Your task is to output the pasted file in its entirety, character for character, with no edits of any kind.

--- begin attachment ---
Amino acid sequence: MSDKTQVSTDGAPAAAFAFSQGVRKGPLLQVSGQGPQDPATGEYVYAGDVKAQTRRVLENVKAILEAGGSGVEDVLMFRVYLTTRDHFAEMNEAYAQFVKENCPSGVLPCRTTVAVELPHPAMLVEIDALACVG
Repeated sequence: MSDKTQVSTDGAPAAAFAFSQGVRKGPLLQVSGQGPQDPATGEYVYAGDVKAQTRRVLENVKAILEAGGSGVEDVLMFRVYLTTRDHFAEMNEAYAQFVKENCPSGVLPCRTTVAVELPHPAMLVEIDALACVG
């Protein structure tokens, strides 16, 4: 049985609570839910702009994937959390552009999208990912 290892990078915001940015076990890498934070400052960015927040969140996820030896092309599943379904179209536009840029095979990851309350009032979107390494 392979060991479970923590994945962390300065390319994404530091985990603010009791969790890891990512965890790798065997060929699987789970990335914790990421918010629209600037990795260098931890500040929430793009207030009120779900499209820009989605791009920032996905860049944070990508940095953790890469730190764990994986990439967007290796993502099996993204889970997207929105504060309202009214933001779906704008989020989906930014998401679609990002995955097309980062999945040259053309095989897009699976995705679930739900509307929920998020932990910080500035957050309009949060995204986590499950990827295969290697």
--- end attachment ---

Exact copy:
Amino acid sequence: MSDKTQVSTDGAPAAAFAFSQGVRKGPLLQVSGQGPQDPATGEYVYAGDVKAQTRRVLENVKAILEAGGSGVEDVLMFRVYLTTRDHFAEMNEAYAQFVKENCPSGVLPCRTTVAVELPHPAMLVEIDALACVG
Repeated sequence: MSDKTQVSTDGAPAAAFAFSQGVRKGPLLQVSGQGPQDPATGEYVYAGDVKAQTRRVLENVKAILEAGGSGVEDVLMFRVYLTTRDHFAEMNEAYAQFVKENCPSGVLPCRTTVAVELPHPAMLVEIDALACVG
């Protein structure tokens, strides 16, 4: 049985609570839910702009994937959390552009999208990912 290892990078915001940015076990890498934070400052960015927040969140996820030896092309599943379904179209536009840029095979990851309350009032979107390494 392979060991479970923590994945962390300065390319994404530091985990603010009791969790890891990512965890790798065997060929699987789970990335914790990421918010629209600037990795260098931890500040929430793009207030009120779900499209820009989605791009920032996905860049944070990508940095953790890469730190764990994986990439967007290796993502099996993204889970997207929105504060309202009214933001779906704008989020989906930014998401679609990002995955097309980062999945040259053309095989897009699976995705679930739900509307929920998020932990910080500035957050309009949060995204986590499950990827295969290697």